A little less than a year ago, the U.S. District Court in Massachusetts released its decision in Students For Fair Admissions v. Harvard. The ruling called into question the parallel between admissions practices and racial representation at universities. It was a messy situation, to say the least, but the conclusion was definitive: affirmative action would maintain its structure under the status quo. According to the ruling, Asian American students were not being discriminated against in the affirmative action process because of variance in past precedent for different ethnic groups and the vitality of student diversity on campuses.
But regardless of the ethics of the case, I remember watching one headline after another roll in. And it may have been bitter of me, but I internally scoffed at the volume of attention the case was getting. I remember thinking to myself that the Asian American students ought to count themselves lucky to have representation in the first place, that they exist as a collective and identifiable group in the eyes of college admissions officers. I guess that view was selfish. Probably ignorant, too. But it took me less than two months of being at Yale to realize that even at one of the most renowned and liberal institutions in the country, I fundamentally didn’t exist as a demographic.
Last year, the Middle East North African (MENA) Student Association kickoff event was held in the Asian American Cultural Center. Reading over the invite, I found the choice of location strange, but quickly dismissed my unease in favor of eating too much baklava in a room full of MENA students.
I was passionate. Excited. Eager. Coming from a high school with only a handful of MENA students, I craved the structured support of a robust cultural community. I fantasized about drinking shay (the Arabic word for tea — also a shared custom in the MENA region) while indulging in conversation about the Middle East’s foreign affairs, which wouldn’t be so foreign to any of us. I romanticized the notion that we’d exist as a giant family with far too many food platters for our own good, celebrating Eid and Ramadan side by side, while hosting international speakers who’d celebrate our people.
In our first board meeting of the year, I suggested we ask the YCC to send out a survey that would allow students to identify themselves with MENA. This way, we could figure out what our demographic looked like and how we could best serve our community.
But we couldn’t. The Yale administration wouldn’t allow it, because according to the Connecticut census guidelines, we weren’t a registered demographic or ethnic category. In other words, because the Connecticut census doesn’t recognize us, Yale doesn’t, either.
I can distinctly recall that meeting from our neglected room in the Crown St. hole-in-the-wall, with its broken windows and inadequate ventilation. I didn’t say a word for the rest of the meeting and left with layers of pent-up frustration. As if this 400 square foot room, too musty to be of use to any professor or student group, was supposed to satisfy us indefinitely. As if the Western world hadn’t done a sufficient job whitewashing MENA people and our culture. As if suffering an identity crisis filling out the Common Application wasn’t enough.
I came to Yale thinking it would be better. That maybe the Common Application was the Common Application, the census a product of the white man’s occupation, but Yale would be Yale: one of the most liberal, best-endowed institutions in the country, immersed in one of the largest residential Middle East- North African communities in the nation. (New Haven reaffirmed and strengthened its position as a sanctuary city for immigrants and refugees this past July.) Yale would be Yale.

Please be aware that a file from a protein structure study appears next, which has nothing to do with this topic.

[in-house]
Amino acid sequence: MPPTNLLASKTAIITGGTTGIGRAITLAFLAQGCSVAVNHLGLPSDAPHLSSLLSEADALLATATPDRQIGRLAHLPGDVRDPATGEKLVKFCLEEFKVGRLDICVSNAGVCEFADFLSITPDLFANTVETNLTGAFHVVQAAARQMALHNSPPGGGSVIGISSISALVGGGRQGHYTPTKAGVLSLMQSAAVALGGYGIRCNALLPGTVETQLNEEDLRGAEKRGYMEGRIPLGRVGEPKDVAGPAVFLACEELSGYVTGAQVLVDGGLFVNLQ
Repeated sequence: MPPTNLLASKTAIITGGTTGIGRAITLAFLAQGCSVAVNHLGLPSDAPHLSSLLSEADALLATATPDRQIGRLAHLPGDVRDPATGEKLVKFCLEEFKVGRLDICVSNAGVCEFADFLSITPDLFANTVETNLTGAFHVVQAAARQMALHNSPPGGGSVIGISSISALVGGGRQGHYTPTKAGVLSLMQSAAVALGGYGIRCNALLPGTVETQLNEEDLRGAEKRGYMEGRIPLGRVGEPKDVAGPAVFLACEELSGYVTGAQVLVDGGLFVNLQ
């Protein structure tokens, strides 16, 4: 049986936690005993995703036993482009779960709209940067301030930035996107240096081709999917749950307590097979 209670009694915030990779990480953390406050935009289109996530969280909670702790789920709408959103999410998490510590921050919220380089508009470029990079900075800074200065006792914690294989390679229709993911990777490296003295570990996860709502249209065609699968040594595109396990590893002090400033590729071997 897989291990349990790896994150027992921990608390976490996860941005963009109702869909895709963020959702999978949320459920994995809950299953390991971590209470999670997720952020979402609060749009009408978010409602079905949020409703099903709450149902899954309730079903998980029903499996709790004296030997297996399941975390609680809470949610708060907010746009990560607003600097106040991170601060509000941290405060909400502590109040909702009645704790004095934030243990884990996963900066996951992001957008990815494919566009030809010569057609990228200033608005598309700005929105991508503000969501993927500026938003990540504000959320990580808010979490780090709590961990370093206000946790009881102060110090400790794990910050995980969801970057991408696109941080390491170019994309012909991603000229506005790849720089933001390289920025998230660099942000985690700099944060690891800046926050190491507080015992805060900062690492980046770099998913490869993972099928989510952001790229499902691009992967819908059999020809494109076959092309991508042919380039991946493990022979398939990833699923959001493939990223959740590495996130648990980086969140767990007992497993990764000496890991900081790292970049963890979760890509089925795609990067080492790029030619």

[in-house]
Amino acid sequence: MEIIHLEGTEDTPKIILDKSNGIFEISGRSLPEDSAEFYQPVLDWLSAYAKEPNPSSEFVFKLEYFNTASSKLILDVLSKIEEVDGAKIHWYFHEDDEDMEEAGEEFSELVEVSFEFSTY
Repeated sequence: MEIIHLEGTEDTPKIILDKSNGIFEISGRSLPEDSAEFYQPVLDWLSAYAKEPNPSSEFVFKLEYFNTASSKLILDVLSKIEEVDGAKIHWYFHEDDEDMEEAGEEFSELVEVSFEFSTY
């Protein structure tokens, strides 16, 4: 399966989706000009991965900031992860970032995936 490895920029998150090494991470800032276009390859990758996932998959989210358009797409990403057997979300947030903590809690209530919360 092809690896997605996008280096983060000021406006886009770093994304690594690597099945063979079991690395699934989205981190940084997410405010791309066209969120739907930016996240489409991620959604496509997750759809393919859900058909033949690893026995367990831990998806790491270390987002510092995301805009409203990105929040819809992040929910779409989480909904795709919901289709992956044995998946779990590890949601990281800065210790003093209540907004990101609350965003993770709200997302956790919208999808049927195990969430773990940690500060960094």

But I was wrong. I was so, so wrong.
Yale has cultural centers for the African American, Jewish, Latino, Asian American, and Native American, and LGBTQ+ communities. But we don’t have a Middle East-North African one.
Some of us are grouped into the Black/African American category. Some of us Asian American. Some of us white. Some of us “other.” Institutional nomenclature renders our identification process convoluted, ambiguous, and unattainable because they have intentionally generated a diaspora of our population.
We don’t belong anywhere, and we aren’t being accounted for.
We are twenty-two countries. We are five hundred and seventy-eight million people. We are fifteen million square kilometers. We are six percent of the world’s population. We are the dynamic diaspora. We are color glistening through the whitewash. We fill the Crown St. hole-in-the-wall, with its broken windows and inadequate ventilation, with Yemeni activists and Egyptian love poets and Israeli girl-band guitarists and Moroccan investment analysts and Iraqi chemists.
But we have nowhere to go.
The near-500 names on the MENA mailing list seep into the slight fracture of Yale we take up. The MENA community deserves more, and Yale should do better. Our students learn and dine and walk alongside every other identifiable group. So why not us? We are here. We are plenteous.
It’s time to make space.
The first time I read the verdict on the Students For Fair Admissions v. Harvard case, I was sitting at a desk with a teetering leg, facing a cracked window in the ill-ventilated hole-in-the-wall on Crown St. A “WE ARE MENA” poster dangling from the top of a bookshelf filled with books that didn’t belong to us. Miscellaneous paraphernalia scattered on the fringes of the jaded carpet. It was late and this was the only quiet, secluded place in which I could study after the libraries closed. I got up to leave and dialed my mother’s number on the way out. Her thick Egyptian accent coming through my phone speakers always brought me home.
And when the fatigue in her voice signaled the end to our phone call, I caught myself dreaming that maybe Yale might one day bring us home too.